Mercedes A-Class review - MPG, CO2 and running costs
The A-Class has excellent economy figures and solid residual values, but insurance costs are steep
The strong figures across the standard A-Class range are no doubt partly thanks to a slippery body shape, which Mercedes claims that is the most aerodynamic in its class. If you're prioritising efficiency, the plug-in hybrid A 250 e will appeal as Mercedes claims an all-electric range of up to 53 miles – and staggering combined fuel economy of between 282-353mpg.
That latter figure is somewhat meaningless, however, as with frequent charges you could reasonably run this car for months without filling it up with fuel even once. The fact it emits only 23g/km of CO2 will be more relevant to business users, who will save a fortune in company car tax.
The A-Class diesel option is still pretty frugal and offer excellent returns from a tank of fuel. The A 200 d achieves a claimed maximum of up to 57.7mpg in both hatchback and saloon form, with CO2 emissions of 130g/km.
The A 180 and A 200 petrol models now 48-volt mild-hybrid tech and a more proactive start-stop system to help with fuel consumption. There's nothing to really separate the A 180 and A 200 in terms of fuel efficiency however, with both capable of around 45 to 48mpg. Emissions are dependent on which equipment level you choose, but start from 133g/km for the A 180 and 133g/km for the A 200, a small increase in efficiency since the entry-level manual gearbox option was dropped.
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Naturally, the performance-oriented AMG A 45 S model is the least efficient of the range, although a claimed 30.7mpg on the combined cycle is still a good return when you consider it produces a staggering 415bhp.
Electric range, battery and charging
The plug-in hybrid A-Class uses a 16kWh lithium-ion battery to feed a single electric motor, and offers a pure-electric driving range of up to 53 miles. To get the most out of the A 250 e's hybrid system in terms of both range and fuel economy, you’ll need to charge it as often as possible.
The A 250 e has a maximum charging speed of 11kW, and a 10 to 100 per cent top-up takes under two hours if you use a home wallbox or workplace charger capable of that speed – a domestic three-pin socket will take five and a hour hours to do the same job.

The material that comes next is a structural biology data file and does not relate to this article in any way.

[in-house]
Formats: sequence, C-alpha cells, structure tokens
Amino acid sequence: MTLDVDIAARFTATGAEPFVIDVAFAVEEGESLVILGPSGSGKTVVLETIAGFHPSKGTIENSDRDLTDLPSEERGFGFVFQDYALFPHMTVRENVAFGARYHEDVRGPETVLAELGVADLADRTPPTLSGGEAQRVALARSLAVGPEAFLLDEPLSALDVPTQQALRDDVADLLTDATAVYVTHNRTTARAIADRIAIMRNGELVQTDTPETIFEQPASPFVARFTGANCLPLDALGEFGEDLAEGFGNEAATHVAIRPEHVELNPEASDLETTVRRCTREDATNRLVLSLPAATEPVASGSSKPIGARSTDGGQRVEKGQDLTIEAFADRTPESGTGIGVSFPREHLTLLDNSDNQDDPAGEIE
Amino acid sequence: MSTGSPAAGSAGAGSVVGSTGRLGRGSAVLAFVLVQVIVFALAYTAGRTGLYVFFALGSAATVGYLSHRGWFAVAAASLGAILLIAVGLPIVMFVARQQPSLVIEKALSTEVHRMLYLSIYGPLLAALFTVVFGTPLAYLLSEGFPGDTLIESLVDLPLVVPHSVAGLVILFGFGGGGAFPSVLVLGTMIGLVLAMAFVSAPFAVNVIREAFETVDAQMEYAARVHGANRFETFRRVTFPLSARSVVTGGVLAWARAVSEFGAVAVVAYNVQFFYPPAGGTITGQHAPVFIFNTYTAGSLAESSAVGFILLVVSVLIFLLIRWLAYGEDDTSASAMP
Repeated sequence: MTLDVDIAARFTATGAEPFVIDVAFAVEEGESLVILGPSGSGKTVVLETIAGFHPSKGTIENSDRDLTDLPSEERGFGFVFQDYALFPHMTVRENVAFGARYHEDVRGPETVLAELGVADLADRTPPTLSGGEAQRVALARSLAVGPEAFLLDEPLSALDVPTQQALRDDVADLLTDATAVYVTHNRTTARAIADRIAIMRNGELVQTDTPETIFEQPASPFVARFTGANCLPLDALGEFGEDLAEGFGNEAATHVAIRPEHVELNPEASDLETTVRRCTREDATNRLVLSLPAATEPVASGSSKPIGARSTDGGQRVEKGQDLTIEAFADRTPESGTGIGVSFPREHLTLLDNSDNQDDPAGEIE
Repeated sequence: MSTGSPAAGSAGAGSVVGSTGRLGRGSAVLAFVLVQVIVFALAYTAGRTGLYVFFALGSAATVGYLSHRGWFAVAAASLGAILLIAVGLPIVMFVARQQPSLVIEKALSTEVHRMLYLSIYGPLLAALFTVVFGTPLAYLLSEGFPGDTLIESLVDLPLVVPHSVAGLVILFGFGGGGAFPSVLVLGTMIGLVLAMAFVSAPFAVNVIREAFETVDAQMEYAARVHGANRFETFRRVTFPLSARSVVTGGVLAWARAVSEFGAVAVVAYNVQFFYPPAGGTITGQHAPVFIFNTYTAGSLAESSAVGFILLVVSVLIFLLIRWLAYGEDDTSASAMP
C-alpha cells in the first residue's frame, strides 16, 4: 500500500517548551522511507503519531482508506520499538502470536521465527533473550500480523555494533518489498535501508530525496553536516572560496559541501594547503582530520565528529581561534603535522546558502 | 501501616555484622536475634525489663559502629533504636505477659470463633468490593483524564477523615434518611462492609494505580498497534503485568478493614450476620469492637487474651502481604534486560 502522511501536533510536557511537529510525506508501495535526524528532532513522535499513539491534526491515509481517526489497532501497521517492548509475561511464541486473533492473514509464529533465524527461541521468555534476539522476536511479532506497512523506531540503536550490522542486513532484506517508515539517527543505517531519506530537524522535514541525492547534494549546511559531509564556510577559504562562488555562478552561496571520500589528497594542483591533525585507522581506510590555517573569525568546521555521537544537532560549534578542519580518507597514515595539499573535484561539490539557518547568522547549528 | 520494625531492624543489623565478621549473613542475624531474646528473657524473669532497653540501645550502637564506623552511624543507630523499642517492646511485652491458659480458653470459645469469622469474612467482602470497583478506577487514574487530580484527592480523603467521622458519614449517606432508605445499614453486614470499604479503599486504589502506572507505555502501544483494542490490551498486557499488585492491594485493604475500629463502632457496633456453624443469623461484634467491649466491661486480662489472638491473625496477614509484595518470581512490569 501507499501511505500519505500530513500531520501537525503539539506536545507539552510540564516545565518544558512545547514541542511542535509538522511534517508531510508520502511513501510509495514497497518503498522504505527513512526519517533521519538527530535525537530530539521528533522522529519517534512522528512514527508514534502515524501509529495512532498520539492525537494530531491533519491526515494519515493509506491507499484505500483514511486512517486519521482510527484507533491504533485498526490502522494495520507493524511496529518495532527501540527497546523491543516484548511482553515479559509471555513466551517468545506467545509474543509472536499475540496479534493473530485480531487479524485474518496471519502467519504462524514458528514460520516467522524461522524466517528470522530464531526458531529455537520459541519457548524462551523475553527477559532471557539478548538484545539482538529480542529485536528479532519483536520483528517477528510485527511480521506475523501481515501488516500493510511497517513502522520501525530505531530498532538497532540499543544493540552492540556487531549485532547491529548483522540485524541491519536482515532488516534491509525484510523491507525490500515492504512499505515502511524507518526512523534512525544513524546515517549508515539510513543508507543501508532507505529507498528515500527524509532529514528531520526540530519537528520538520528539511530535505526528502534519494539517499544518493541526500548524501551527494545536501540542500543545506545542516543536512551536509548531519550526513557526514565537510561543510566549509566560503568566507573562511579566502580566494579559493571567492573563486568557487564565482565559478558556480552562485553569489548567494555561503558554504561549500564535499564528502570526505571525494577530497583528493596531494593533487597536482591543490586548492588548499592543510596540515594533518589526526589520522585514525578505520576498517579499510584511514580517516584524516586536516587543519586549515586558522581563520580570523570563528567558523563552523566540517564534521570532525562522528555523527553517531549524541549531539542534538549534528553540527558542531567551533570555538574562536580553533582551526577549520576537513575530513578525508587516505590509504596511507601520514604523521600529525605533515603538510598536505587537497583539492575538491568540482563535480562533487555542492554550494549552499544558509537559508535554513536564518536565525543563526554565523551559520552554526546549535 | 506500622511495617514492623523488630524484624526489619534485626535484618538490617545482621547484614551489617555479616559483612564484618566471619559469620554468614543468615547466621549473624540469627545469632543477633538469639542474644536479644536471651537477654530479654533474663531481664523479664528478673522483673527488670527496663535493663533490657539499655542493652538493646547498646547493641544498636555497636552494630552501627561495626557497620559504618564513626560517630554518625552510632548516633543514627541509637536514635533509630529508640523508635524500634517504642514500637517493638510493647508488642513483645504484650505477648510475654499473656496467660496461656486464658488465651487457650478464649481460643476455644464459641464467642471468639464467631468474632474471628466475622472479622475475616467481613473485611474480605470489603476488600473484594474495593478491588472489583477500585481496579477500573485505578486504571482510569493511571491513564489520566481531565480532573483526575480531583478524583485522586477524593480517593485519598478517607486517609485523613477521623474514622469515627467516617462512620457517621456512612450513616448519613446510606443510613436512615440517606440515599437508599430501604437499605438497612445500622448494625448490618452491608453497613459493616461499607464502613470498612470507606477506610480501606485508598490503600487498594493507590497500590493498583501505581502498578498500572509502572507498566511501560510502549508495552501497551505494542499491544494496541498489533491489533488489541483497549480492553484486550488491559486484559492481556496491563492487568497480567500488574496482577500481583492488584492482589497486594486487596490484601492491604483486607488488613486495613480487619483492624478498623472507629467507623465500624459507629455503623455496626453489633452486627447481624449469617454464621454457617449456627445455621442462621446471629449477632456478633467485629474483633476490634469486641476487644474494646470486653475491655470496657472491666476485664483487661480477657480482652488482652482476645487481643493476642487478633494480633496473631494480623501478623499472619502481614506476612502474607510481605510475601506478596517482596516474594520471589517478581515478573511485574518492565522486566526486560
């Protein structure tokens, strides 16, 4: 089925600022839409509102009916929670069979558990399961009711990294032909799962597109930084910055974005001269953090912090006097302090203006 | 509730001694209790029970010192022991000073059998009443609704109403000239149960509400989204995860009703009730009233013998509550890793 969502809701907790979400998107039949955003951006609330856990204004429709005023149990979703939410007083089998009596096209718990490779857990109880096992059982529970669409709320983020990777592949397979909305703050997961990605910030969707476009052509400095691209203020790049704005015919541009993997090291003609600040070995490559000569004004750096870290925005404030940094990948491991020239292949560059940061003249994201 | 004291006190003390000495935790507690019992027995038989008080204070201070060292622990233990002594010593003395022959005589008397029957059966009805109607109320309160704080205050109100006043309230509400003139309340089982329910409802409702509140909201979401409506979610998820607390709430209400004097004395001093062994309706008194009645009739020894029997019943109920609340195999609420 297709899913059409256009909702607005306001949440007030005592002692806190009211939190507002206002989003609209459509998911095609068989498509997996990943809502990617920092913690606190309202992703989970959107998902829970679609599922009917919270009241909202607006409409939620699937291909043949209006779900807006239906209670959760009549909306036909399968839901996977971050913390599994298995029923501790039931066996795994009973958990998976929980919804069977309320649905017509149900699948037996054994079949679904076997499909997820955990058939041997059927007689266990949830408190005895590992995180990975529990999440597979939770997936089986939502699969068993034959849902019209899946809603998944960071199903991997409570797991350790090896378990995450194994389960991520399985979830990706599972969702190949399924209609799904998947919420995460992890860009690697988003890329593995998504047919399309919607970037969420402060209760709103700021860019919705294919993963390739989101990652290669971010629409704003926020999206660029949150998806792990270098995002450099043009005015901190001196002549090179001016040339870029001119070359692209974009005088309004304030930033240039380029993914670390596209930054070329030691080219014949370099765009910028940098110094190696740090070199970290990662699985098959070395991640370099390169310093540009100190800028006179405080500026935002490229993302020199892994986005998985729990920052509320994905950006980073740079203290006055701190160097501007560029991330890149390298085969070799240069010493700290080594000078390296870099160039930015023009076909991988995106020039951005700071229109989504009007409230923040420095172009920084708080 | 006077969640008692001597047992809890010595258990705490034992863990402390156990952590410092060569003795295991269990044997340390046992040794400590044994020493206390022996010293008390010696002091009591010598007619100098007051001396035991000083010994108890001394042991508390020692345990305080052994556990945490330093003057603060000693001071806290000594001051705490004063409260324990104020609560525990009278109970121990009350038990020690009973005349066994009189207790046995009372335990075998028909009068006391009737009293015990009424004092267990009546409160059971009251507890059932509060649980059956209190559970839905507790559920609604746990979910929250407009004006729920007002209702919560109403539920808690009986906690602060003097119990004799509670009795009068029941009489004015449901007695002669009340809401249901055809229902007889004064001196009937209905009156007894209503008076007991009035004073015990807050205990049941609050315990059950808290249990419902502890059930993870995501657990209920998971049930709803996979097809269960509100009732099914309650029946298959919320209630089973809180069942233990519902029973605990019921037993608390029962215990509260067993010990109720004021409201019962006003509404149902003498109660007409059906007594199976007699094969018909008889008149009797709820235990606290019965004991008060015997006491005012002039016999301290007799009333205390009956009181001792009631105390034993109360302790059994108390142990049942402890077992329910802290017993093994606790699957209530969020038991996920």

The A 180 falls into insurance groups 19-21, while the A 200 tops out at group 25 in its highest trim level and the A 250 e saloon sits in group 32 or 33, depending on which trim level you go for. The 415bhp AMG A 45 S 4MATIC+ Plus will be even more expensive to insure, sitting in group 41, and the A 35 models a touch less in groups 36-37.
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Although buyers will have to pay handsomely to own and insure an A-Class, our latest expert data suggests the range will offer good residual values after three years and 36,000 miles of motoring. The diesel A 200 d is expected to retain the most value – 57 per cent to be exact – while the A 250 e saloon will hold onto just 50 per cent.
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In this review
- 1Mercedes A-Class reviewThe Mercedes A-Class is a premium hatch that is full of quality, with great on-board technology and a range of frugal engines
- 2Engines, performance and driveA great cruiser with strong performance, but the A-Class has uninspiring handling and the small petrol lacks refinement
- 3MPG, CO2 and running costs - currently readingThe A-Class has excellent economy figures and solid residual values, but insurance costs are steep
- 4Interior, design and technologyGorgeous design and a smart, sophisticated interior make the A-Class an appealing choice
- 5Practicality, comfort and boot spaceBoot and cubby spaces are an improvement over the old car’s, but the A-Class is still not as roomy as an Audi A3
- 6Reliability and safetyThe A-Class gets top marks for safety, but servicing costs are more expensive compared to some rivals